We’ve been talking about international schools in Italy for a while now. And I can say confidently on the level of education provided by these schools. Yes, given of the high tuition prices and stringent admission procedures, they tend to be exclusive. They do, however, uphold internationally recognized norms. And there are many such schools in Italy.
However, if you must choose a location, Rome is great. After all, it is the country’s lifeline. And then there’s St. George’s British International School, which matches the mold of a great educational institution.So, without further ado, here’s a quick rundown of St. George’s British International School:
St. George’s British International School is a non-profit co-educational institution with two campuses. It accepts kids aged 3 to 18 and conducts its programs in English. It educates kids from more than 80 different nations and is less selective than other international schools.
In terms of curriculum, it is based on the popular UK National Curriculum. This means that pupils must take GCSE/IGCSE exams. Students who complete the International Baccalaureate Diploma Programme (IBDP) are considered successful.There is also an Additional Educational Needs (AEN) section for providing necessary help to children with special needs.
Stages of Education
The school has two campuses: La Storta and City Center. In addition, there are two academic levels: Junior School and Senior School.There are numerous stages within the Junior School. Red Dragons is the first level, which includes youngsters as young as three years old. Then, at the age of 11, junior school comes to an end.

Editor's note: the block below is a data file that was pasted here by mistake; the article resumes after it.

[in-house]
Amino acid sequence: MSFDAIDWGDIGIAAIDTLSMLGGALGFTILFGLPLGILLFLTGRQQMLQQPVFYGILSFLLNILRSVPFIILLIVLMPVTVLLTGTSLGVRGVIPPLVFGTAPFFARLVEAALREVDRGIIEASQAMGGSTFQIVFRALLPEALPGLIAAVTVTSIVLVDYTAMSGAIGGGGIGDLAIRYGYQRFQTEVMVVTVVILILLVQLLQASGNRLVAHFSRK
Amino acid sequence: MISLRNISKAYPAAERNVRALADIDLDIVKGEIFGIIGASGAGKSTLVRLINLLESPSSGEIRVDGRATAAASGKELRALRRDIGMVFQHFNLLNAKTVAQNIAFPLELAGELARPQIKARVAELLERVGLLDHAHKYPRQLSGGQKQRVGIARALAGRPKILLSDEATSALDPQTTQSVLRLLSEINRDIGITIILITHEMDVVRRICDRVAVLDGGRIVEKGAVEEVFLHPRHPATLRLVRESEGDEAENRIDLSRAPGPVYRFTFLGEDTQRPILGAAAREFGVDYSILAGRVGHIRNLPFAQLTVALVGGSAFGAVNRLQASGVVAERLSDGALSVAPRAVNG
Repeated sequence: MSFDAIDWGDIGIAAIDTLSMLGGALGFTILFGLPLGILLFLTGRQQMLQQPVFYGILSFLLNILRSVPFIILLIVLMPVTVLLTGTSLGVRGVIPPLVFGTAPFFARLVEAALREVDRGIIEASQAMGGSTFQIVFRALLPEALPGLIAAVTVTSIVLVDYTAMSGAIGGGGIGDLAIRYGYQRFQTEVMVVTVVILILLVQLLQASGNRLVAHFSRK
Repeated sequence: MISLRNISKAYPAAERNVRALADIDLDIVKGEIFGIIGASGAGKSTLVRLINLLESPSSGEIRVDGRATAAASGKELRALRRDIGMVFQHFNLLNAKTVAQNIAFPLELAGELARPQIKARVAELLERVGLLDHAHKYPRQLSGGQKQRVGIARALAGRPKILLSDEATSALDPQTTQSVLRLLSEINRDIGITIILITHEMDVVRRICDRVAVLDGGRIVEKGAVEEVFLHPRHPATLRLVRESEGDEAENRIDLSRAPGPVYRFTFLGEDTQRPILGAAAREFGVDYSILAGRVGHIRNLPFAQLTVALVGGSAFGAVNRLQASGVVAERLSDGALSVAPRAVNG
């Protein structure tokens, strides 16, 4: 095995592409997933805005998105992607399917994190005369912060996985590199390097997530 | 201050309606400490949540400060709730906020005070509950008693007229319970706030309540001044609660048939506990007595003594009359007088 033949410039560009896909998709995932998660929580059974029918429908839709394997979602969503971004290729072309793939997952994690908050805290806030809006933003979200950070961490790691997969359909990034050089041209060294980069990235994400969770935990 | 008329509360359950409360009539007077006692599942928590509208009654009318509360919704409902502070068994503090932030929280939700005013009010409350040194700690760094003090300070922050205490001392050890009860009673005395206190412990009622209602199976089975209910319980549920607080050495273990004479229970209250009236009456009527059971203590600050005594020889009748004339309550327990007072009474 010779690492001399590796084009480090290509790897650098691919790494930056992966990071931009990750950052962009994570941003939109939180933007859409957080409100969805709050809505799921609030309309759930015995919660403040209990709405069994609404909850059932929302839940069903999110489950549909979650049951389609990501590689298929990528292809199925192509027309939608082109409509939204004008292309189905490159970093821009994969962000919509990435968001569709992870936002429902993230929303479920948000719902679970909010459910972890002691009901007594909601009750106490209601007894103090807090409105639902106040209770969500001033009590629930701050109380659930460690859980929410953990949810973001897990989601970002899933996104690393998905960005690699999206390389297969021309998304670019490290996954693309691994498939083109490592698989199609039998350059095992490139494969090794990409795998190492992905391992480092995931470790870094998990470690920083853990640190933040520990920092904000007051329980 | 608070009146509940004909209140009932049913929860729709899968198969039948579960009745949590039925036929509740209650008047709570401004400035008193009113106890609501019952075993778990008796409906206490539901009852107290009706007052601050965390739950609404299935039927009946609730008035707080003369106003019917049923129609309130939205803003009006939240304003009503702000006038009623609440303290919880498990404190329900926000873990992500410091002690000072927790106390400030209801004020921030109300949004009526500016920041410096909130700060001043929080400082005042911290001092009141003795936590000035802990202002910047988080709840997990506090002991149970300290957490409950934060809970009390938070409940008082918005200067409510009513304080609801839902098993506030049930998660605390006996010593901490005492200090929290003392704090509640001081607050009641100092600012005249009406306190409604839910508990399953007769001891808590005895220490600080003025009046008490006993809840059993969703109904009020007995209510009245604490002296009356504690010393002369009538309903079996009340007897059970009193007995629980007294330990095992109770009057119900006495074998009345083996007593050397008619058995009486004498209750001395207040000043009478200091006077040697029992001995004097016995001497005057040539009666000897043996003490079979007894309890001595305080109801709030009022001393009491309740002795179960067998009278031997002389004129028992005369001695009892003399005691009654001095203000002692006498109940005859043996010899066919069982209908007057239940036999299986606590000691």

Senior school, on the other hand, begins in Year 7, which, along with Years 8 and 9, constitutes Key Stage 3. Following that, kids progress to Years 10 and 11, culminating in the IGCSE examinations. Finally, students in Years 12 and 13 are prepared for the challenging IBDP.
Because the school has been in the education field for so long, it has developed a wide range of academic and non-academic programs. This contributes to the development of well-rounded students who are prepared to face the competitive world. As a result, extracurricular activities are equally vital in this case. These include:
- Participation in the Duke of Edinburg’s Award
- Model United Nations (MUN)
- Residential and field trips
- Organization of music and theater events
- Conduct multiple sports activities
- Creativity, Action, and Service (CAS) as part of the IBDP
Key notes about the admission process
A few things should be noted about the admission process here:
- Admission depends upon the capacity of year groups. Parents will have to contact the office to know about the availability.
- The school is not academically selective. But, it does show a preference for expats.
- It is quite likely the candidate has to sit for an informal interview.
- Report cards from previous schools are significant for the assessment process.